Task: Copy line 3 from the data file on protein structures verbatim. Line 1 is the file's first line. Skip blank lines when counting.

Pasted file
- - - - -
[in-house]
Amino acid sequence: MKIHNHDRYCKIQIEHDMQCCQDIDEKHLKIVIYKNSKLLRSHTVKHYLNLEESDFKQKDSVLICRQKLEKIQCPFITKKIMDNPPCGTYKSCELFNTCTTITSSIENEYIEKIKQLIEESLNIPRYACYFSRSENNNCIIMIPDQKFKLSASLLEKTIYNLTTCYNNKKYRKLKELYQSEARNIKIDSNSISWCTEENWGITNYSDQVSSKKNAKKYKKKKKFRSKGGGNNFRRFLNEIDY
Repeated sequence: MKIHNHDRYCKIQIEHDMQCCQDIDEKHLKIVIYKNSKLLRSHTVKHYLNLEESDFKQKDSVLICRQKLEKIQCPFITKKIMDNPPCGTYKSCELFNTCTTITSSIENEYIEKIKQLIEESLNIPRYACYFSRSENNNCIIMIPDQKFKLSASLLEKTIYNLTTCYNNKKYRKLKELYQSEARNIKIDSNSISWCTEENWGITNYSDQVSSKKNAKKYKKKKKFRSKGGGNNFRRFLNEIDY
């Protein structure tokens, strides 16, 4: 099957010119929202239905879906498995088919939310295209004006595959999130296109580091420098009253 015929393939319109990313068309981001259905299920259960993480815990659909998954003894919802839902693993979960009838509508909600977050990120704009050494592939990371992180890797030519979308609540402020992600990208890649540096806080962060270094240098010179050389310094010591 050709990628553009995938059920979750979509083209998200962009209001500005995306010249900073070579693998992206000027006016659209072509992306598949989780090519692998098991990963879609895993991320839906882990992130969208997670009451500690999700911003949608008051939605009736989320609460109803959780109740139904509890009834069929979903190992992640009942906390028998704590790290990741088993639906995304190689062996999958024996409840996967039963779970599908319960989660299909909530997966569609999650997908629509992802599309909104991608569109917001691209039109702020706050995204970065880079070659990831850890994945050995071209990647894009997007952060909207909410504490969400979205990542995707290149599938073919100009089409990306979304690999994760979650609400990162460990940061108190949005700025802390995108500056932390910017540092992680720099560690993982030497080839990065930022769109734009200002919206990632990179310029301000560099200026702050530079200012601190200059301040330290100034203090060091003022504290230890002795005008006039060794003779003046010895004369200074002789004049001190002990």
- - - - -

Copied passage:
Repeated sequence: MKIHNHDRYCKIQIEHDMQCCQDIDEKHLKIVIYKNSKLLRSHTVKHYLNLEESDFKQKDSVLICRQKLEKIQCPFITKKIMDNPPCGTYKSCELFNTCTTITSSIENEYIEKIKQLIEESLNIPRYACYFSRSENNNCIIMIPDQKFKLSASLLEKTIYNLTTCYNNKKYRKLKELYQSEARNIKIDSNSISWCTEENWGITNYSDQVSSKKNAKKYKKKKKFRSKGGGNNFRRFLNEIDY